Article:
ABORIGINAL SOCIAL IMPACT ASSESSMENT
Between August 2009 and January 2010 the Kimberley Land Council will be running the first phase of an Aboriginal Social Impact Assessment (ASIA) of the proposed Gas Processing Precinct. In 2010 the Federal Government in Canberra will decide whether the Gas Precinct should be allowed to go ahead and, if it is, what conditions should be placed on the project. Those conditions will help make sure that the Gas Precinct does not have any bad effects on land on sea country, on Aboriginal people, or on their cultural heritage.
The Aboriginal Social Impact Assessment will allow Traditional Owners and other Aboriginal people affected by the Gas Precinct to have a loud and clear voice when the Federal Government makes its decisions. It will help them make sure that the Federal Government is aware of their hopes and concerns, and that strict conditions are imposed to make sure that no damage happens to people, country or culture as a result of the Gas Precinct.
Also, the Federal Government has promised to spend extra money in the West Kimberley over the next four years. The Aboriginal Social Impact Assessment will provide useful information about Aboriginal people’s most urgent needs in terms of services such as health, housing, education, training, and support for land management and culture. This will allow the KLC and other Kimberley organizations to tell the Federal Government how the extra funding should be spent.
The Aboriginal Social Impact Assessment will:
- Give people a lot of information about the Gas Precinct, including how big it will be, what will happen there, how many people will be working there, how many ships will come in and out of the harbour to take the gas away, and so on;
- Give them information about the Heads of Agreement that has been negotiated between the KLC, Traditional Owners, Woodside Energy Ltd., and the Western Australia government, and which will create benefits both for the Traditional Owners, for other affected Aboriginal people on the Dampier Peninsula, and for Aboriginal people in the Kimberley region;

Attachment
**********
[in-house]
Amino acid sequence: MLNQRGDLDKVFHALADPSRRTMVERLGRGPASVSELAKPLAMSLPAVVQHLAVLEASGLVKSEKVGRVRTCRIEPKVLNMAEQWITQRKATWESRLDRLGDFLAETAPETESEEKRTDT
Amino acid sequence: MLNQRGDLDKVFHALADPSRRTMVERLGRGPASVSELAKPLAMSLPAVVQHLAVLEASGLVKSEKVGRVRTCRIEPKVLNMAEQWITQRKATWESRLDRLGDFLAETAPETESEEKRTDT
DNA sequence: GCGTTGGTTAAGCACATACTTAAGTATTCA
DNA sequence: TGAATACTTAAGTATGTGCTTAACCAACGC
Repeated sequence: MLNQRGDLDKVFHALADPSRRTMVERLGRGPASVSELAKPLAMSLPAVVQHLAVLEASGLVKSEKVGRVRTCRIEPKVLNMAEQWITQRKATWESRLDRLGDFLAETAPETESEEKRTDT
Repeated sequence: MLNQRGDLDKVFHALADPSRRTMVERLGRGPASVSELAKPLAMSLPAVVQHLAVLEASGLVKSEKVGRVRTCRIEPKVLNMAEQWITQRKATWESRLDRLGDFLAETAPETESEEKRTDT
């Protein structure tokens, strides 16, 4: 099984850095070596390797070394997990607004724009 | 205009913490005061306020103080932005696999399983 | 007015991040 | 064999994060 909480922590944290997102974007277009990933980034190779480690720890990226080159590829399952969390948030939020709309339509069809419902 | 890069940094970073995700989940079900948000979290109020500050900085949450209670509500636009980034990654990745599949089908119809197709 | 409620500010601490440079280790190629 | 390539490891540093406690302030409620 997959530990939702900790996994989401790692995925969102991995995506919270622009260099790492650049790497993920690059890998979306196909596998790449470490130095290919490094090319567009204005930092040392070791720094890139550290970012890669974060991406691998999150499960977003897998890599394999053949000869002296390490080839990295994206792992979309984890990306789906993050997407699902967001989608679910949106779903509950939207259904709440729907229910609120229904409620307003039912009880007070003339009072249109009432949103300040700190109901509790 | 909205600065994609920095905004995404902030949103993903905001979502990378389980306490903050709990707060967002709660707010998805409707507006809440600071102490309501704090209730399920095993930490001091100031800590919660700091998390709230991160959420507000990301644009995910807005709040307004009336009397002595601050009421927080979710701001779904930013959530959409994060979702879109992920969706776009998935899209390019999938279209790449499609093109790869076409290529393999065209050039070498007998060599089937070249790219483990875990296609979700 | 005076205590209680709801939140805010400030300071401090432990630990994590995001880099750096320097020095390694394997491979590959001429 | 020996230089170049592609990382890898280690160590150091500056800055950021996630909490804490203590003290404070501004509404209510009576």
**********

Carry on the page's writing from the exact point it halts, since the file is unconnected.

- Pull together information on how affected Aboriginal people live today and what they need most urgently to help make their lives better;
- Ask them for their views about the Gas Precinct, what good things they feel might come out of it, and what bad things they might be worried about;
- Talk to people about what needs to happen to make sure that Aboriginal people are able to make the most of opportunities the Gas Precinct will create in areas like employment and training, business development, and helping people to look after and enjoy their land and sea country.
The Aboriginal Social Impact Assessment team will write a report to the Federal Government setting out views of the Traditional Owners and other affected Aboriginal people.
They will also write a report to the KLC and Traditional Owner negotiators who will be negotiating a detailed Indigenous Land Use Agreement with Woodside and Western Australia, telling the negotiators what is most important to people and what they should push hard for in the negotiations.
The Aboriginal Social Impact Assessment team will hold meetings for affected native title groups in Broome, Derby, and Dampier Peninsula communities and outstations in September and October 2009. Meetings will also be held for other Aboriginal people affected by the Gas Precinct, and Aboriginal Social Impact Assessment team members will be available to meet with individuals or family groups for more detailed discussions and to allow people to express their views in private if they prefer.
In coming weeks the Kimberley Land Council will circulate information widely about the Aboriginal Social Impact Assessment, including meeting dates and venues.
In the meantime, if you want more information you can contact the Community Consultation Coordinator, Divina D’Anna, at the KLC Gas Office, 91937344.